Q: What is the best way for college students to prevent the “Freshman 15?”
A: Ain’t no such thing.
“Freshman 15” is a catchy phrase that was probably created to sell magazines. A meta-analysis of 22 studies including more than 5500 participants showed that college students gained an average of only 3 pounds. That’s a normal and expected weight gain for a student in his or her late teens. We measure growth in kids and teens on growth curves. Check out this chart (right). Do you see the cluster of curved lines on the bottom half of the image? That’s weight change over time, for girls from age 2 to 20 years old. The lines curve up gently to the right because we expect a bit of weight gain between ages 18-20. The gain is normal, NOT a reason to panic.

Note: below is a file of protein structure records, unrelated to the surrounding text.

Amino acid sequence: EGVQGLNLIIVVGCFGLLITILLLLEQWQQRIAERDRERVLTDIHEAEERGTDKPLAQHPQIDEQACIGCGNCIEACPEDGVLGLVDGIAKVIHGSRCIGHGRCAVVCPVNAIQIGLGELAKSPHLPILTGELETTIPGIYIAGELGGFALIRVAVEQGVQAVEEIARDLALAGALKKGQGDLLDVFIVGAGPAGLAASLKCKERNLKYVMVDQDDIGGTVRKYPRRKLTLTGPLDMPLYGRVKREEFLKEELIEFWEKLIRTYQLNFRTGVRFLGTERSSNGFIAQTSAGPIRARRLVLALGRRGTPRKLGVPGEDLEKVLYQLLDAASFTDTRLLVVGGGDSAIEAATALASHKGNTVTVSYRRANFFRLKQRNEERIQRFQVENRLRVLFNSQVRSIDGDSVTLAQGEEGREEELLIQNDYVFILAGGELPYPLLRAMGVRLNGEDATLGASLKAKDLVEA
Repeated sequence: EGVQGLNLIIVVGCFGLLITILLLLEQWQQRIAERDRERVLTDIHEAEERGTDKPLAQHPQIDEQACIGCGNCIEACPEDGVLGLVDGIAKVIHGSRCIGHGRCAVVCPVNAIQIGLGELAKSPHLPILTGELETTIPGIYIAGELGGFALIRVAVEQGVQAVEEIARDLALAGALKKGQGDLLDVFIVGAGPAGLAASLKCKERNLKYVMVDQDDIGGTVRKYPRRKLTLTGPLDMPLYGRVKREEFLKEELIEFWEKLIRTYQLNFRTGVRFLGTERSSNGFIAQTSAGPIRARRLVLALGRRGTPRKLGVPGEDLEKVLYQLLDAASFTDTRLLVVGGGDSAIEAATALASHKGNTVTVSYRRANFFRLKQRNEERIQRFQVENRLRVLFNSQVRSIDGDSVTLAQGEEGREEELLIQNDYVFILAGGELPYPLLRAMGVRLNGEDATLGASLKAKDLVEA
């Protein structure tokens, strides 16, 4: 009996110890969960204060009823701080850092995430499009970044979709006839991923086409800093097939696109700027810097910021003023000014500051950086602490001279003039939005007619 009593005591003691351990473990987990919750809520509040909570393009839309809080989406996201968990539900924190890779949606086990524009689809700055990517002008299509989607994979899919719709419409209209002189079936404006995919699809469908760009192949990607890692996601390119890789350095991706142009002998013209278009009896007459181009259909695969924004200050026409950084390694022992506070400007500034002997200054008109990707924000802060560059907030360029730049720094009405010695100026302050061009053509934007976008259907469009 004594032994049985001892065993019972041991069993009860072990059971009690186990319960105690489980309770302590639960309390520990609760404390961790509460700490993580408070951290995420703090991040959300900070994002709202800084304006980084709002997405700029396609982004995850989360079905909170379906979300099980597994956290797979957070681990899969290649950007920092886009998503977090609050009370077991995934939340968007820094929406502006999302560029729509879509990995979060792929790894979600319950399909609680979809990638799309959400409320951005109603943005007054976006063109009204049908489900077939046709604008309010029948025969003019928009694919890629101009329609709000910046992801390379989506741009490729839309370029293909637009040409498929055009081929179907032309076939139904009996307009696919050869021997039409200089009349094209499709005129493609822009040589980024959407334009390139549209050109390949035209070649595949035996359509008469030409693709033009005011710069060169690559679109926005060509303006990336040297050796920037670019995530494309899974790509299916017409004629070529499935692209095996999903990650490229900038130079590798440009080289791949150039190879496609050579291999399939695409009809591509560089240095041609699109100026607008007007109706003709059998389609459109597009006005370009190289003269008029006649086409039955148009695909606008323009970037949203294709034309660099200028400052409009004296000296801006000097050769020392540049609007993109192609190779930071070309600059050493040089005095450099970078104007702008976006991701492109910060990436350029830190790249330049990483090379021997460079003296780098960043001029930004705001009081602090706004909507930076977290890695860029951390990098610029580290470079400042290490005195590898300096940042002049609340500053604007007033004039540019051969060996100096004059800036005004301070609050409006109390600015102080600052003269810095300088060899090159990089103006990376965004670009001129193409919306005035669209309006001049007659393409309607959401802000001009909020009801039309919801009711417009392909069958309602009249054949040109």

For college students, a far bigger concern than weight gain is the risk of developing disordered eating. Ninety-five percent of people with eating disorders are between ages 12 and 25. Body dissatisfaction, which is socially acceptable in many college communities--even here at UC Berkeley-- is the best-known contributor to eating disorders. Research studies and my own informal surveys of student groups on our campus confirm that a large percentage of students are dissatisfied with their weight or shape, and many admit to engaging in disordered behaviors, such as skipping meals, taking diet pills, or purging, in an effort to lose weight.
This continuum shows how preoccupation with food and body image can progress into a full-blown disorder. As a member of the UHS Eating Disorder team, I hear heartbreaking stories of struggle with food and body hate on a daily basis. So I say: let’s ditch the catchy headlines, delete the calorie-counting apps from our phones, and practice healthy habits that will help us thrive in the long term.